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The Crunch No. 141: Homesick Pebble

Plus, galactic colonization, robot paramedics, Chinese rock n' roll, and good news on cancer death rates in the US, coal in the UK and Spain, tree planting in India, and a ban on salmon farming in Tierra del Fuego.
The Crunch No. 141: Homesick Pebble

This is the members only edition of Future Crunch, a weekly roundup of good news, mind-blowing science, and the best bits of the internet (not necessarily in that order). One third of your subscription fee goes to charity.


Good news you probably didn't hear about


India has made amazing progress in reducing visceral leishmaniasis, commonly known as kala-azar. You've probably heard of it in western media as the "flesh-eating disease" (it's like crack for newspaper editors). According to a new report from the WHO, the number of cases has decreased by 97% since 1992. Last year, there were only 2,048 cases, and 37 deaths.

Cancer death rates continue to decline in the United States for all racial and ethnic groups. For men, the death rate dropped by an average of 2.3% a year between 2015 and 2018; for women, an average of 2.1% during the same time period. STAT

With more people living longer lives, the overall number of Alzheimer's cases in rich countries has risen. What you might not know however, is that the actual percentage of people with the disease is falling - there has been a 16% decrease in Alzheimer's incidence in the OECD decade-on-decade since 1988. El Pais

Last month marked the ten year anniversary of a groundbreaking treaty establishing global labour standards to protect the rights of domestic workers. Over the last decade, 32 countries have signed up, comprehensive laws have been passed in several of them, and there have been improvements in many others, including minimum wages, rest days, paid holidays, written contracts, access to labour courts, and collective bargaining agreements. The International Domestic Worker Federation, founded in 2013, now has half a million members worldwide. HRW

people demonstrating
Domestic worker and human rights organizations join forces to demonstrate at the opening of policy negotiations at the International Labour Conference in Geneva, Switzerland, June 2010. Credit: Jennifer Natalie Fish

California, home to 40 million people, has just passed a budget with a massive increase in education spending, including universal kindergarten for 4 year olds and the United States' first free breakfast and lunch program for all students. Edsource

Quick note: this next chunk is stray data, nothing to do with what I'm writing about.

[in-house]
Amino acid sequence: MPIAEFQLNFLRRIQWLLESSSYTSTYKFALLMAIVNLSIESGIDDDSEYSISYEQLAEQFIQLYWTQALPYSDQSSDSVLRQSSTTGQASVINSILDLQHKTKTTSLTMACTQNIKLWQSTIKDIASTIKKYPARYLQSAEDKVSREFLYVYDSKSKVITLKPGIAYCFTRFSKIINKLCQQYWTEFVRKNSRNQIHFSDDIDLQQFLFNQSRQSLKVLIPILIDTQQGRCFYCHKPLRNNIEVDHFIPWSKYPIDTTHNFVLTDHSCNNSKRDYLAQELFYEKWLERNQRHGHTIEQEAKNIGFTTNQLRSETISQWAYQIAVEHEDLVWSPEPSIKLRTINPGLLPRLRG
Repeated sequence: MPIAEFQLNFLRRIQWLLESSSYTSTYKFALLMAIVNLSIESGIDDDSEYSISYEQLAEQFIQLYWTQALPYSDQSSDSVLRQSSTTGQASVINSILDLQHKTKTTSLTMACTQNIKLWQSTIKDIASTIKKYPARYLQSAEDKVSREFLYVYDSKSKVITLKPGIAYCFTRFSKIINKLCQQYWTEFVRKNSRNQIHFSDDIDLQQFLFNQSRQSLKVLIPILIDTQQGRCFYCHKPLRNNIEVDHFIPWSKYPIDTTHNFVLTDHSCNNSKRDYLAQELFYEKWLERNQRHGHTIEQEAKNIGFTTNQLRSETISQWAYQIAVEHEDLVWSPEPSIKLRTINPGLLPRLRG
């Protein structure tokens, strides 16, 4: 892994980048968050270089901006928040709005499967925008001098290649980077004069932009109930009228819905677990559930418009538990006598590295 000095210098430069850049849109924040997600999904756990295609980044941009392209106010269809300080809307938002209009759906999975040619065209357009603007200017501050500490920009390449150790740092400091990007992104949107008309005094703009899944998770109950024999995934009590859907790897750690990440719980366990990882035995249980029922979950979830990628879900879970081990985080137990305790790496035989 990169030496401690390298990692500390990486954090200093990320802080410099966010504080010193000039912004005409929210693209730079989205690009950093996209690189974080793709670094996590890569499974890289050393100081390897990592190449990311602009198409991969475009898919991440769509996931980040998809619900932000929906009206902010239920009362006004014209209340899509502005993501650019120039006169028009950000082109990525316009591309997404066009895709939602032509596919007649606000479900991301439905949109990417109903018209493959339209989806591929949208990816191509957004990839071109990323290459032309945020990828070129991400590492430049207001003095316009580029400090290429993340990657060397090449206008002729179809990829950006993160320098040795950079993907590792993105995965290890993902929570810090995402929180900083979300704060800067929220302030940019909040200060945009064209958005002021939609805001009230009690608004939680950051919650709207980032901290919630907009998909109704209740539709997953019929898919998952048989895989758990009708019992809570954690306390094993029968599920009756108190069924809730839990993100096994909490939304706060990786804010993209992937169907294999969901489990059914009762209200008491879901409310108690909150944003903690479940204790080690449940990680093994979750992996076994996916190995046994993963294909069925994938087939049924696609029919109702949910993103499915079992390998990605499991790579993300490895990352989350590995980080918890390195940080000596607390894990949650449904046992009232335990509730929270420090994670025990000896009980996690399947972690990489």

Work has begun in Chile on the world’s first constitution to be drafted by an equal number of women and men. The historic moment is a direct result of the 2019 protests that challenged inequality in one of Latin America’s most socially conservative countries. NBC

Urban planners across Europe are redesigning transport systems to be more accessible to all genders. For over a century, the male commute to work by car has been favoured, with wide roads that left little room for footpaths commonly used more by women. Change is now afoot in Paris, Barcelona and Vienna, where new policies are favouring pedestrians and cyclists. Bloomberg

Barcelona is converting one in three of its streets into small parks. 21 new plazas like the one below will be made at road junctions. Safe outdoor space within 200 metres of all homes that cater to pedestrians, offering shaded spaces in summer and facilitating spontaneous children's play.

city block
A city made for humans, not cars.

A nationwide movement to ban 'tampon taxes' across the United States is gaining momentum. Maine, Louisiana and Vermont just passed laws exempting menstrual products from sales taxes, and lawmakers in 20 other states have introduced similar legislation in the last 12 months. 19thnews

File under "most unsurprising news ever." The world's largest and longest trial of a four day work week resulted in a massive increase in well-being for its participants. Around 1% of Iceland's working population took part, cutting their week to 36 hours with no reduction in pay, and no reduction in productivity either. Independent

File under "the news doesn't tell you what's happening in the world, it tells you what's rare." The proportion of Americans who consider themselves to be thriving reached 59.2% last month, the highest since Gallup started asking the question 13 years ago. The pollsters think it's down to three things: an incredibly successful vaccination rollout, improving economic conditions, and perhaps most importantly, the psychological benefit of renewed social interaction.

graph showing happiness increasing in the US

Saving the world is cheaper than ruining it


After reducing coal to less than 2% of its energy mix in 2020, the UK is bringing its end of coal target forward by a year, to 2024. That means that in just over 40 months, the country that gave us coal-fired electricity in the first place will become the first major industrialized economy to switch coal off. For good. Reuters

Spain won't be far behind. It's just joined an alliance of 23 countries committed to closing all their coal plants by 2030. The country is already on the leading edge, with 85% of coal capacity due to close by the end of 2022. Euractiv

Americans consumed fewer fossil fuels last year than they have in three decades. Consumption of petroleum, natural gas, and coal dropped by 9% compared to 2019, the biggest annual decrease since the EIA started keeping track in 1949. As a result, greenhouse gas emissions fell to a 40 year low.

The average utilization rate of India’s coal-fired fleet has collapsed to 53% in the last financial year. Why does this matter? Because most

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